Citizenship Counts is a non-partisan 501(c)(3) organization based in Arizona that is dedicated to inspiring American youth with a civic education curriculum that teaches them the value and responsibilities of citizenship, promotes pride in American citizenship, and encourages students to be involved in their communities.

iCivics, inc. is a 501(c)(3) non-profit organization in the United States that provides educational online games and lesson plans to promote civics education and encourage students to become active citizens. iCivics was founded in 2008 by retired Supreme Court of the United States Justice Sandra Day O'Connor. iCivics’s stated mission is to “ensure every student receives a high-quality civic education, and becomes engaged in – and beyond – the classroom.”

Action Civics is an applied civic education process in which:

Citizenship education is taught in schools, as an academic subject similar to politics or sociology.

Tavaana: E-Learning Institute for Iranian Civil Society provides free online training and Persian and English learning resources to Iranians. Tavaana – meaning "empowered" and "capable" in Persian – was launched in 2010 with a mission “to support active citizenship and civic leadership in Iran through education and civil society capacity building.”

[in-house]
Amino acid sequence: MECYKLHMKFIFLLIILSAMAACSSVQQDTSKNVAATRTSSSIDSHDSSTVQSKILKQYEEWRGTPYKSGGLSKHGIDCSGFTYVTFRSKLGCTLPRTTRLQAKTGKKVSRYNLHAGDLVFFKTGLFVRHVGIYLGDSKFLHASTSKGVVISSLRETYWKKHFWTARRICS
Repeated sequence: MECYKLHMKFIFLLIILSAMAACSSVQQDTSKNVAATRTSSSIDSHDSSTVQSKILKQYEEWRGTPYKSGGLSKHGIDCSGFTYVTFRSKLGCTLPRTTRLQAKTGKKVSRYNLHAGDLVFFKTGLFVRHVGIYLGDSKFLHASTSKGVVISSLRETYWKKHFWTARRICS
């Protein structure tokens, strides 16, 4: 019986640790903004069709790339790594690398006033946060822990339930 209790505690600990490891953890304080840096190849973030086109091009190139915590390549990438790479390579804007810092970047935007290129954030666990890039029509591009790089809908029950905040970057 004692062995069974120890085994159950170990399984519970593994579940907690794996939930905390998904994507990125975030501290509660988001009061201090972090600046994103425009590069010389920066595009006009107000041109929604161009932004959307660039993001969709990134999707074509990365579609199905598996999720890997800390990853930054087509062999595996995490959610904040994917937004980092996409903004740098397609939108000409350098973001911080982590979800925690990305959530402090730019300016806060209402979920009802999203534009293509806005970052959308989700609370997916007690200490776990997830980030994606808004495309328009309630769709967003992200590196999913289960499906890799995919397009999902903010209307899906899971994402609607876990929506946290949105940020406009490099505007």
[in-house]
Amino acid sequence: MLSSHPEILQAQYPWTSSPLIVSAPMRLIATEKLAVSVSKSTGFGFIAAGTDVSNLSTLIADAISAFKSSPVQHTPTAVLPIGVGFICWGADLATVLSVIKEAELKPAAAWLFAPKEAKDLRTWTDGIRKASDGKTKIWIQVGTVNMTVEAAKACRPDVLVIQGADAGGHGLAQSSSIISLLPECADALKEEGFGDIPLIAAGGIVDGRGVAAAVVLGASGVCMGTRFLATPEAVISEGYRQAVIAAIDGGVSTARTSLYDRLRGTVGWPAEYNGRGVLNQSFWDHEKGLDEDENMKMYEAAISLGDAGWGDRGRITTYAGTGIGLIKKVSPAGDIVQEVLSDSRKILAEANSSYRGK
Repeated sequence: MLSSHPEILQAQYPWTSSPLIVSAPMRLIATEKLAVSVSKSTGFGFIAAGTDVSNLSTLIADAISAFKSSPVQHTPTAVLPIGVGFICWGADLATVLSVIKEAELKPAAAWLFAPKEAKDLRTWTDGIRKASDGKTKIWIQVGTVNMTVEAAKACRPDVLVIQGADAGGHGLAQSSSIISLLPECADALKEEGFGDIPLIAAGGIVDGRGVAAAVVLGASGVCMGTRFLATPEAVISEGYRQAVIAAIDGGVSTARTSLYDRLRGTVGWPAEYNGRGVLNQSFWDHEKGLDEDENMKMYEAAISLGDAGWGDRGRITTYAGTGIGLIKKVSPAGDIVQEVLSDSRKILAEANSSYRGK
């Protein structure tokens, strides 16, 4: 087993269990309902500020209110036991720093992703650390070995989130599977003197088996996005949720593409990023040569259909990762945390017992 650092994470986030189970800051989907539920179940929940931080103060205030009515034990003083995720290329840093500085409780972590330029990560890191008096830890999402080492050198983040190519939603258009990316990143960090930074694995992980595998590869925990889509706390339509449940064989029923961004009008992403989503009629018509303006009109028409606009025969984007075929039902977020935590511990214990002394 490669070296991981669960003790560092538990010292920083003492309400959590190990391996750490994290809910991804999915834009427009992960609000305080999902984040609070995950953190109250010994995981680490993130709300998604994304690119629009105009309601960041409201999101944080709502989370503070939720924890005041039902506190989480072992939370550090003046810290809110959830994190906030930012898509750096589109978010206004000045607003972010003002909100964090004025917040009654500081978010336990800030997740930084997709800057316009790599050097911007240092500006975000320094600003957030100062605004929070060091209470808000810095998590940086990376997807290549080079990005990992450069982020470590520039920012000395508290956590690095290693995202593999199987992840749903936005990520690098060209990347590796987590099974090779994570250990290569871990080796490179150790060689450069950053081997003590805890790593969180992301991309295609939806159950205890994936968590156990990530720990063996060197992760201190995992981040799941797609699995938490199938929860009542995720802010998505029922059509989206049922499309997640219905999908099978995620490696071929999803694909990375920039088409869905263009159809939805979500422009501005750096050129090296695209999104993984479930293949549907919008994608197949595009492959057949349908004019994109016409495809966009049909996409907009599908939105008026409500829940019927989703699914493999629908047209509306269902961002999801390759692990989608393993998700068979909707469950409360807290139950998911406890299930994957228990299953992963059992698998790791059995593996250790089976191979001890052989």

References

  1. civic at Oxford Dictionaries
  2. Kennedy, Kerry (1997). Citizenship Education And The Modern State. Washington, D.C: Taylor & Francis. p. 6. ISBN   978-1-136-36864-6. OCLC   820719540 . Retrieved 1 December 2018.
  3. Frederick Converse Beach, George Edwin Rines, The Americana: a universal reference library, comprising the arts and sciences, literature, history, biography, geography, commerce, etc., of the world, Volume 5, Scientific American compiling department, 1912, p.1
  4. Greenberg, D. (1992), Education in America – A View from Sudbury Valley, "'Ethics' is a Course Taught By Life Experience." Retrieved June 25, 2010.
  5. Greenberg, D. (1987), The Sudbury Valley School Experience, "Teaching Justice Through Experience." Retrieved June 25, 2010.
  6. Greenberg, D. (1992), Education in America – A View from Sudbury Valley, "Democracy Must be Experienced to be Learned." Retrieved June 25, 2010.
  7. Greenberg, D. (1987) Chapter 35, "With Liberty and Justice for All," Free at Last – The Sudbury Valley School. Retrieved June 25, 2010.
  8. Bynum, W.F. and Porter, R. (eds) (2005) Oxford Dictionary of Scientific Quotations. Oxford University Press. 21:9.
  9. Greenberg, D. (1987) The Sudbury Valley School Experience "Back to Basics – Moral basics." Archived 2011-05-11 at the Wayback Machine Retrieved June 25, 2010.
  10. Curren, R. (2007) Philosophy of Education: An Anthology. Blackwell Publishing. p. 163.